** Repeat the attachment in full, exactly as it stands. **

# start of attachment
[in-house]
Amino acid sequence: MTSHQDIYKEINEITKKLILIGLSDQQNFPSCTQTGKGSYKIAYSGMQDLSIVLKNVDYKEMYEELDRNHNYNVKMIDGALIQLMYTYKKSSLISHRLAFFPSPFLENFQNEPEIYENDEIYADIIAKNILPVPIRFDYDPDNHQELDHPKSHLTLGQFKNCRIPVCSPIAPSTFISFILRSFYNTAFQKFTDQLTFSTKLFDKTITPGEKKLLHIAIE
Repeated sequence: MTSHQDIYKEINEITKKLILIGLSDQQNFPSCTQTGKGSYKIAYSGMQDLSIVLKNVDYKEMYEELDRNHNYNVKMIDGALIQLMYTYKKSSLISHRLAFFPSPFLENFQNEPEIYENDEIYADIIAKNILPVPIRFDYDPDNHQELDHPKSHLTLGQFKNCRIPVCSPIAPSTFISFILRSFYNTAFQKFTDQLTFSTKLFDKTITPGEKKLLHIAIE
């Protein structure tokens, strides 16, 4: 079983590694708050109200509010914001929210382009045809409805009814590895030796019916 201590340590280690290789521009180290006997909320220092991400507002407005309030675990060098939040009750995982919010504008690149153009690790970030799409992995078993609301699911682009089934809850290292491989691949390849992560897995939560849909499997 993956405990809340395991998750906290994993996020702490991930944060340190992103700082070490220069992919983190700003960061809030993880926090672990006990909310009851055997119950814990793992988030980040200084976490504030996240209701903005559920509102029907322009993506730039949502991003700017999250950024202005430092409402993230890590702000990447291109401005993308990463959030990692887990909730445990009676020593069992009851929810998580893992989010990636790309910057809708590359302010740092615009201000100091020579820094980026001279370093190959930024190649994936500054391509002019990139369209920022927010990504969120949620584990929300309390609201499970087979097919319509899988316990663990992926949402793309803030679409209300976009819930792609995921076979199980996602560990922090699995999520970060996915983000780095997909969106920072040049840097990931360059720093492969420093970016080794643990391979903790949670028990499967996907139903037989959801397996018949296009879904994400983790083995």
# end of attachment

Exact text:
[in-house]
Amino acid sequence: MTSHQDIYKEINEITKKLILIGLSDQQNFPSCTQTGKGSYKIAYSGMQDLSIVLKNVDYKEMYEELDRNHNYNVKMIDGALIQLMYTYKKSSLISHRLAFFPSPFLENFQNEPEIYENDEIYADIIAKNILPVPIRFDYDPDNHQELDHPKSHLTLGQFKNCRIPVCSPIAPSTFISFILRSFYNTAFQKFTDQLTFSTKLFDKTITPGEKKLLHIAIE
Repeated sequence: MTSHQDIYKEINEITKKLILIGLSDQQNFPSCTQTGKGSYKIAYSGMQDLSIVLKNVDYKEMYEELDRNHNYNVKMIDGALIQLMYTYKKSSLISHRLAFFPSPFLENFQNEPEIYENDEIYADIIAKNILPVPIRFDYDPDNHQELDHPKSHLTLGQFKNCRIPVCSPIAPSTFISFILRSFYNTAFQKFTDQLTFSTKLFDKTITPGEKKLLHIAIE
């Protein structure tokens, strides 16, 4: 079983590694708050109200509010914001929210382009045809409805009814590895030796019916 201590340590280690290789521009180290006997909320220092991400507002407005309030675990060098939040009750995982919010504008690149153009690790970030799409992995078993609301699911682009089934809850290292491989691949390849992560897995939560849909499997 993956405990809340395991998750906290994993996020702490991930944060340190992103700082070490220069992919983190700003960061809030993880926090672990006990909310009851055997119950814990793992988030980040200084976490504030996240209701903005559920509102029907322009993506730039949502991003700017999250950024202005430092409402993230890590702000990447291109401005993308990463959030990692887990909730445990009676020593069992009851929810998580893992989010990636790309910057809708590359302010740092615009201000100091020579820094980026001279370093190959930024190649994936500054391509002019990139369209920022927010990504969120949620584990929300309390609201499970087979097919319509899988316990663990992926949402793309803030679409209300976009819930792609995921076979199980996602560990922090699995999520970060996915983000780095997909969106920072040049840097990931360059720093492969420093970016080794643990391979903790949670028990499967996907139903037989959801397996018949296009879904994400983790083995």